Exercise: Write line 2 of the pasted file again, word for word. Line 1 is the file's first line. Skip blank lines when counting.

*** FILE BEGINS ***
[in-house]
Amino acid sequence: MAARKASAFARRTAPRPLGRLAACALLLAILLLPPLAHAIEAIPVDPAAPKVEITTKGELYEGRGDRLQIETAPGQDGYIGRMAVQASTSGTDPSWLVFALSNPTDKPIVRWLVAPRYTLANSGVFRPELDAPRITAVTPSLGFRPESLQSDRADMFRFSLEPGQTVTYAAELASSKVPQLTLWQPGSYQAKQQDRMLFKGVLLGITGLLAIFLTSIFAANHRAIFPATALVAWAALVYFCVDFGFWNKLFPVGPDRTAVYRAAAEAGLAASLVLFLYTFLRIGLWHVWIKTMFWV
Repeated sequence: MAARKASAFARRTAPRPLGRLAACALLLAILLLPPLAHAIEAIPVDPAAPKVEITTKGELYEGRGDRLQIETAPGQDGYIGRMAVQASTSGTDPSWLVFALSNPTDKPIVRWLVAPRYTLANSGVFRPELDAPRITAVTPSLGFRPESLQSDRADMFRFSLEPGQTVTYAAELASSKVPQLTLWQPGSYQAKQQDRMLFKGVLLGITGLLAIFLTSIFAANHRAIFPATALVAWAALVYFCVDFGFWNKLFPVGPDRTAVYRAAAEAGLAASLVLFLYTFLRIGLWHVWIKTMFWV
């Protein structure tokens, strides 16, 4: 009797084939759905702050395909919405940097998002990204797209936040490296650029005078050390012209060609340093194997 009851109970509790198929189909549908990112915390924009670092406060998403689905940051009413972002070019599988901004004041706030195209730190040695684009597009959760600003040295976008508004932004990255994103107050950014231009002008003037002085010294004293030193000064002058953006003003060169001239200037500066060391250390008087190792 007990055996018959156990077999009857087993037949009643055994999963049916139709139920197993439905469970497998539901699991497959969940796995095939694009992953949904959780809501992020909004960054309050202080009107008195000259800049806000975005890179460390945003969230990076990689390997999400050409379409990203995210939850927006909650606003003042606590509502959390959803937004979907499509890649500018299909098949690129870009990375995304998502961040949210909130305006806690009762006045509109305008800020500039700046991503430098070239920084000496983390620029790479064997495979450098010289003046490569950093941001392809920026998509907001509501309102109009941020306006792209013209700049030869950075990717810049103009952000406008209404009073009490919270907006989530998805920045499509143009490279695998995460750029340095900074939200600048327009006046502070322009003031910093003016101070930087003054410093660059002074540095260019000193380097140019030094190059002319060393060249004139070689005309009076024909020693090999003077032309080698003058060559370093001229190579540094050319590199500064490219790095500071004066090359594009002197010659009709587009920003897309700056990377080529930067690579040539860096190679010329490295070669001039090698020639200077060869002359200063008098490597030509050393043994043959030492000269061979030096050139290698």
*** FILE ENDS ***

Amino acid sequence: MAARKASAFARRTAPRPLGRLAACALLLAILLLPPLAHAIEAIPVDPAAPKVEITTKGELYEGRGDRLQIETAPGQDGYIGRMAVQASTSGTDPSWLVFALSNPTDKPIVRWLVAPRYTLANSGVFRPELDAPRITAVTPSLGFRPESLQSDRADMFRFSLEPGQTVTYAAELASSKVPQLTLWQPGSYQAKQQDRMLFKGVLLGITGLLAIFLTSIFAANHRAIFPATALVAWAALVYFCVDFGFWNKLFPVGPDRTAVYRAAAEAGLAASLVLFLYTFLRIGLWHVWIKTMFWV